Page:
My son shifts his body from side to side and flips over face-down to abruptly push himself to sit up with knees bent under him. He rubs his eyes with his fists and looks to see if he is still stuck in a dream. I feel the muted smile on my face, and peel myself out of bed to grab a fresh diaper and some wipes. He lets me place his relaxed, small body face up on the warm bed. The wet wipes are cold against his privates, but he knows it will only last a few moments. With the little guy in my arms, I toss the heavy wet diaper onto the changing table, remembering the diaper bin in the bathroom needs to be emptied. I head to the kitchen, dust off the dried food crumbs from his high chair and set him in. I hand him a cooking spoon to bang the high chair table with, and he takes it, although he keeps his eyes focused between my face and what I'm grabbing around the kitchen. I peruse the fridge for a breakfast idea, and I remember his vitamins. I find the small bottle with liquid in it. I scoot behind him towards the kitchen organizer and grab the dropper among the scattered bottle and breast pump pieces. He watches as I suck the golden juice into the dropper and we both know what's coming. I hold his face with one hand to keep him still, and as the dropper approaches, he doesn't fight. He takes in the next two, just as easy. I'm back at the fridge, looking for something to reward his compliance with. I find an apple and grab a knife from the dish rack while rinsing the apple in the sink. The white juice bleeds along the cut, and my hands are cool and wet as I skin the side of the carved out slice. "Manzana!" I tell him as I place the slice in his carefully shaped small fingers. He brings the slice to his mouth with one hand and bangs the spoon against his table with the other. The sound breaks the silent air that had been standing like a large stone in the apartment. I wonder how many more Sundays will feel like this. I try to see a new kind of festive Sunday morning, complete with apple cinnamon pancakes and the warm sounds of a reggae bass rocking from the living room. But it is hard to picture a happy boy with a man that isn't his father. I quickly put some hot water to boil for coffee, and whip out some eggs, mushrooms, cherry tomatoes and spinach for some veggie scramble. I preheat the oven for some toast, and with a chewed up piece of apple on the side of his mouth my son says, "pata!" his baby word for food.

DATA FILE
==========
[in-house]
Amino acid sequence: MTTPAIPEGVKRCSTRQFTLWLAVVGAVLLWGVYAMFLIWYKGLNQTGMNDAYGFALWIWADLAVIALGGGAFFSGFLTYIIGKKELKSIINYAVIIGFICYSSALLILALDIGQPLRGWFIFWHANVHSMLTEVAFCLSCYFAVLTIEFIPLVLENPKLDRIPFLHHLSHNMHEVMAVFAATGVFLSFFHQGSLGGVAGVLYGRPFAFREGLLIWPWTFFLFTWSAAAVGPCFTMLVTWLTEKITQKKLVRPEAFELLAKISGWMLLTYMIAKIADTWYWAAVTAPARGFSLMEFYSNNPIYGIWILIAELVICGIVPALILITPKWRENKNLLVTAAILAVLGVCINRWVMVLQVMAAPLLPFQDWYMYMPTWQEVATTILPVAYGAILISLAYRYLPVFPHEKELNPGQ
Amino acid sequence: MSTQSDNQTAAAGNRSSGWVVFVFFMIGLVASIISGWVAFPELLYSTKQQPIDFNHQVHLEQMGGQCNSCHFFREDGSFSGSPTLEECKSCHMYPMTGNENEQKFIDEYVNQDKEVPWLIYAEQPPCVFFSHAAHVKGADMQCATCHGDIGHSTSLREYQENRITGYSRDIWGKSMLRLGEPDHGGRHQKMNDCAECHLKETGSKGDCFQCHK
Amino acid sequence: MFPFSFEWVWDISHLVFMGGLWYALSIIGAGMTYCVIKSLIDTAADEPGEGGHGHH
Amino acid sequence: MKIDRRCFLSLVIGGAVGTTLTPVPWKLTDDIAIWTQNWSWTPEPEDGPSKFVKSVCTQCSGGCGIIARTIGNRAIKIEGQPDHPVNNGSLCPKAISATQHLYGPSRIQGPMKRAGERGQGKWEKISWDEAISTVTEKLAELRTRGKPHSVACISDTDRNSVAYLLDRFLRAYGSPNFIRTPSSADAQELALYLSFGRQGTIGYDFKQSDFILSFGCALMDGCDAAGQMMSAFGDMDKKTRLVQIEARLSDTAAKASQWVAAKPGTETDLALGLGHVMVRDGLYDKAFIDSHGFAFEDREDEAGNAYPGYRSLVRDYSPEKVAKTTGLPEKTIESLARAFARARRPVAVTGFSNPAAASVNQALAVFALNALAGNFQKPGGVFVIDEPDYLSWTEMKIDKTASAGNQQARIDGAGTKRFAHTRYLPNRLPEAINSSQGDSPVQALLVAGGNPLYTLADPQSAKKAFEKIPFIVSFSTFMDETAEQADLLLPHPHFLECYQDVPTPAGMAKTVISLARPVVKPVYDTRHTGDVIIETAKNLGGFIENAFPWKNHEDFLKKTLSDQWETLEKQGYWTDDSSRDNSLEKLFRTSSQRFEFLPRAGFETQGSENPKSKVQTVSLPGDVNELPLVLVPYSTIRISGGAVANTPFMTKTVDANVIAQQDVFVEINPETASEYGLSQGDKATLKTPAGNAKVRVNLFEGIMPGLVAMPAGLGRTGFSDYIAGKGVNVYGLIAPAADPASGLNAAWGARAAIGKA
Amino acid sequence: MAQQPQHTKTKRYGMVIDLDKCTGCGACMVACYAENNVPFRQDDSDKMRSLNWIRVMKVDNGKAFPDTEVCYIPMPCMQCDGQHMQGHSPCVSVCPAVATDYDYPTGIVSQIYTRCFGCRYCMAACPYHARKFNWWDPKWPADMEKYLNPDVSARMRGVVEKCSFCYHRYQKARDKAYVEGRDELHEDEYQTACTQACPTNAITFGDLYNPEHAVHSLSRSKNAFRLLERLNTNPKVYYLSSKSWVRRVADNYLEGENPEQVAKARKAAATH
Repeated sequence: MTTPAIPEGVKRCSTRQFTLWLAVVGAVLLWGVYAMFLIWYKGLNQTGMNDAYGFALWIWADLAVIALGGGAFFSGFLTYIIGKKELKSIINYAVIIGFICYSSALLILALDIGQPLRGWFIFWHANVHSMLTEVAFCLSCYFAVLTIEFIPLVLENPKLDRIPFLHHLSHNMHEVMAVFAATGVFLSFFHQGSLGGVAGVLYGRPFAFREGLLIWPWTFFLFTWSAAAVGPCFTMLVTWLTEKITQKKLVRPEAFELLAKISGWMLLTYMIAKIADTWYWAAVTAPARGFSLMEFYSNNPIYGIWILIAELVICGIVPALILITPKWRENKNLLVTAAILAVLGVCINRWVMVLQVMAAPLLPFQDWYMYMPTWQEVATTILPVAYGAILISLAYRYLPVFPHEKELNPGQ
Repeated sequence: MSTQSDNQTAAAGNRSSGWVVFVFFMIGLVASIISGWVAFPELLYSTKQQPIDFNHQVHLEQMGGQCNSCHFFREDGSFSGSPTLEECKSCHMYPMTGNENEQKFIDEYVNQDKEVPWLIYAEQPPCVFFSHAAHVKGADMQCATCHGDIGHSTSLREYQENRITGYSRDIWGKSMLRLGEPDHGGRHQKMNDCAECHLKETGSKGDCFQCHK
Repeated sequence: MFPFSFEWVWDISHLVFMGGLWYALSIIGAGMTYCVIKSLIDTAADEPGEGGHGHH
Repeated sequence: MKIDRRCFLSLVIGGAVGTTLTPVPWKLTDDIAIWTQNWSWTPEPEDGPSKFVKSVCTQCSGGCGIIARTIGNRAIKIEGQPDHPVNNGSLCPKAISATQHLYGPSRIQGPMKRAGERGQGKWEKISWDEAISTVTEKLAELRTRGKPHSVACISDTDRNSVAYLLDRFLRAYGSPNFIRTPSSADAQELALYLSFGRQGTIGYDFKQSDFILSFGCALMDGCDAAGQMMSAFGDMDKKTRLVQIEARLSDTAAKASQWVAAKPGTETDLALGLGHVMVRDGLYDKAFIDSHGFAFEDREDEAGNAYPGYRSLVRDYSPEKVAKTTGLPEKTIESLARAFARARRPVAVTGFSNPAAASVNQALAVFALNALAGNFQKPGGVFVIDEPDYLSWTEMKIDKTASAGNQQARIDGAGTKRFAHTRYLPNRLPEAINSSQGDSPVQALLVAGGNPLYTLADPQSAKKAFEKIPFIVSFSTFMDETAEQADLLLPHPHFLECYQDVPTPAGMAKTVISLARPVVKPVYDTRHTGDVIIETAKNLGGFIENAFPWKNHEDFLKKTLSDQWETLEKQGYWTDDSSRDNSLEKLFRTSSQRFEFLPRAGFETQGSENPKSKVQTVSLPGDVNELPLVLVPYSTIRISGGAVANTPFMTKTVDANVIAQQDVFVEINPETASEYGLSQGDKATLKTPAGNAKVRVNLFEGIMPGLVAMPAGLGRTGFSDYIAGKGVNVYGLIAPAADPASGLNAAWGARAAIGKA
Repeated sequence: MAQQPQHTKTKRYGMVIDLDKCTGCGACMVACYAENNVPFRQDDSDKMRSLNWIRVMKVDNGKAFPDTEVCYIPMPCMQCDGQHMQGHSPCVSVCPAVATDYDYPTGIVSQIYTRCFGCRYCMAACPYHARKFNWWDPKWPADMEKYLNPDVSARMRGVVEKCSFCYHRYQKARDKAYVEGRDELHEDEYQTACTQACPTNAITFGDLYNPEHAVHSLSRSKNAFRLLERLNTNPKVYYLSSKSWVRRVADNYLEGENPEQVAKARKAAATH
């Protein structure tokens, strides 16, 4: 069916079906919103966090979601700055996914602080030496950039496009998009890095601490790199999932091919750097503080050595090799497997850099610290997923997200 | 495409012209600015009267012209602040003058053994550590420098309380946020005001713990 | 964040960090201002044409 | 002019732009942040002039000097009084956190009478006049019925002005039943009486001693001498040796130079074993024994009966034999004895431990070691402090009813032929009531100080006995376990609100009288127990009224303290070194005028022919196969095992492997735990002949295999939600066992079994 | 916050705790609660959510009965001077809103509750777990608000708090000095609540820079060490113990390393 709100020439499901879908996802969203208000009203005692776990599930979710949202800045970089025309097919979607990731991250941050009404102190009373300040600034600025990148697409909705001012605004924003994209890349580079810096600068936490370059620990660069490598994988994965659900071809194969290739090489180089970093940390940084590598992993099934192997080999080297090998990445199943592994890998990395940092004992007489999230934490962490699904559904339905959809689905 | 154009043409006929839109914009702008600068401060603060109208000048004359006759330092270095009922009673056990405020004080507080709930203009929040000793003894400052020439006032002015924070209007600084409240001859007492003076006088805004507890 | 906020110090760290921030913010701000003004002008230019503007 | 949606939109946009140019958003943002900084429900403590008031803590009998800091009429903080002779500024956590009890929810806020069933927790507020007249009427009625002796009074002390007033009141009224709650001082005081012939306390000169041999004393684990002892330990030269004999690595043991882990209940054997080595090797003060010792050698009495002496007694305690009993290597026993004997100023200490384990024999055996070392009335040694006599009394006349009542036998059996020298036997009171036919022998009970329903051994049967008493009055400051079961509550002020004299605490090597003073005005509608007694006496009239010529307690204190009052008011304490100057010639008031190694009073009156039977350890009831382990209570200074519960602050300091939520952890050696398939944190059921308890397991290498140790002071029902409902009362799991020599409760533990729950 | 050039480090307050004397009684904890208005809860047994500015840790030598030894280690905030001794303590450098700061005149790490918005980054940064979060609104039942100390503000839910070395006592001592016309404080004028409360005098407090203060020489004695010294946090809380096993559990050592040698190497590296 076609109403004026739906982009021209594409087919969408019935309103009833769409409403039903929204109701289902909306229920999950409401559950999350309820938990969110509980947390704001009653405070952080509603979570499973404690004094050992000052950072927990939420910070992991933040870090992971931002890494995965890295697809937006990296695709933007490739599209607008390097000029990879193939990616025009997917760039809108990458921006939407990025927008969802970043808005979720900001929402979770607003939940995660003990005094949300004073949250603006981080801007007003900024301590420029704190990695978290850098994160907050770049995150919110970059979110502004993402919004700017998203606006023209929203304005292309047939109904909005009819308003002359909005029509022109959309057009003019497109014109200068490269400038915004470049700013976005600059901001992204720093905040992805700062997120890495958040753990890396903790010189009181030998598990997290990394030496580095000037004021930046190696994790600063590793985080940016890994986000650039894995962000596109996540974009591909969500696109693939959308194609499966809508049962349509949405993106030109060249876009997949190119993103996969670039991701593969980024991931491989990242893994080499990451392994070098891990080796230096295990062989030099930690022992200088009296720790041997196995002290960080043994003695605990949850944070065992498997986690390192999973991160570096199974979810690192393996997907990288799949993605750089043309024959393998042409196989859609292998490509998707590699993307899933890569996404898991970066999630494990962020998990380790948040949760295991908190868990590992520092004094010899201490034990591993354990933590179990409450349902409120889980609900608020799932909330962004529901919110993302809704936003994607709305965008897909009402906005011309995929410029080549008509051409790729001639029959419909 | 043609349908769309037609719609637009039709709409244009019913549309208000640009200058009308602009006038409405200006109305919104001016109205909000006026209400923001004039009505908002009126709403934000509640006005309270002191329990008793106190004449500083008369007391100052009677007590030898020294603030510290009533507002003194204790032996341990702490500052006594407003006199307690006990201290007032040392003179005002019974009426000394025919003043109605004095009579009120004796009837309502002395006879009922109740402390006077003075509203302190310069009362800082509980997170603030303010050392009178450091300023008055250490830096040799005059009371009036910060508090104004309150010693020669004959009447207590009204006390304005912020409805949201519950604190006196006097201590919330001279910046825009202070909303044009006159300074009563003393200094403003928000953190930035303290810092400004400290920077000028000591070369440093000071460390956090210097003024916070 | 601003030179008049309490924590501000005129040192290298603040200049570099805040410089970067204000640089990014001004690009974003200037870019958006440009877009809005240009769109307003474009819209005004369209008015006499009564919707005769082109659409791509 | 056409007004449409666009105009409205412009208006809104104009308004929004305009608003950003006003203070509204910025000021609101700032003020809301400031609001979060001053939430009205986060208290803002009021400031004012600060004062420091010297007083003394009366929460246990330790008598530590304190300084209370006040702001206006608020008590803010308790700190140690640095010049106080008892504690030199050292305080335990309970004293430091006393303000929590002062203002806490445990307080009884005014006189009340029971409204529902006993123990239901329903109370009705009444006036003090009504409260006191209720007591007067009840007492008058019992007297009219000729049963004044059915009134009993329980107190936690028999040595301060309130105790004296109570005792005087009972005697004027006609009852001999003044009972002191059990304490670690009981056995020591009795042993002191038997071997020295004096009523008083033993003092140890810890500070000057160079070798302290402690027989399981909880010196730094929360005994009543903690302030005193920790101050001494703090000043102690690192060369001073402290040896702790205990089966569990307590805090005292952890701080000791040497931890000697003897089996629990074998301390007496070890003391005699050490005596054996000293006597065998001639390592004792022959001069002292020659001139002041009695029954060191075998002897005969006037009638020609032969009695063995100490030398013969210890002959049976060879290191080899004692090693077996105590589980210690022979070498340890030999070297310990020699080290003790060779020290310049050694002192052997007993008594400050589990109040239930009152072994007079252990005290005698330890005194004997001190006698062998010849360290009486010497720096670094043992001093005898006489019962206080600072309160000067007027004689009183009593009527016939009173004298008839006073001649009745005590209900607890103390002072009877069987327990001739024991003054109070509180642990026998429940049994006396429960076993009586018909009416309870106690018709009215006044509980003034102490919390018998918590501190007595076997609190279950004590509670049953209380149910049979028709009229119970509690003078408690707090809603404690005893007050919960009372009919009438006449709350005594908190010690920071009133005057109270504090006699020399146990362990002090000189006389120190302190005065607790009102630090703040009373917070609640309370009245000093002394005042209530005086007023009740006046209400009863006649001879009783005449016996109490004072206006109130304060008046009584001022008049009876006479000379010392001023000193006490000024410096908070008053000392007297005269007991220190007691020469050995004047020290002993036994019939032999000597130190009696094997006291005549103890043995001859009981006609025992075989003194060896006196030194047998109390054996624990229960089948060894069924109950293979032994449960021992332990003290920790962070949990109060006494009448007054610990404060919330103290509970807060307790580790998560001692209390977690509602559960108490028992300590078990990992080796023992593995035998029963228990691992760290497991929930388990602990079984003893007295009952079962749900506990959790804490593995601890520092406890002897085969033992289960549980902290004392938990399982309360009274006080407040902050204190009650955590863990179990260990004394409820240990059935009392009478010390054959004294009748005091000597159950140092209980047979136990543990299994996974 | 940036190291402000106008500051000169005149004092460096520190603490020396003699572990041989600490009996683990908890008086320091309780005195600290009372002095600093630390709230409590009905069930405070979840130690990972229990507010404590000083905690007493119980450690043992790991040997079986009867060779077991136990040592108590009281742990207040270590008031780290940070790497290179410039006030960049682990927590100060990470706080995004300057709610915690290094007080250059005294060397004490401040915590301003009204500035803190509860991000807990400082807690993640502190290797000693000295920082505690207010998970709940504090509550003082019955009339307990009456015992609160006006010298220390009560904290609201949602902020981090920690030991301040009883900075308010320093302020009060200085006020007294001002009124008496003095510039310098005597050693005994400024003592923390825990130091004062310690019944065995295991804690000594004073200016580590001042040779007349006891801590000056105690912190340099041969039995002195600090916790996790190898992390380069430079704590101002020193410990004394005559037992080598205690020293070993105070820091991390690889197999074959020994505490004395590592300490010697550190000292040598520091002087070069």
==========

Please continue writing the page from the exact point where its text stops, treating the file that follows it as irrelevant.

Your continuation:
"Yes, mama's gonna make some scramble, and then we're going to your favorite place! Nos vamos!"
"Mabo!" he says, knowing now that we're going out on some adventure today, and not staying in again. The laundry can wait until after the sun goes down.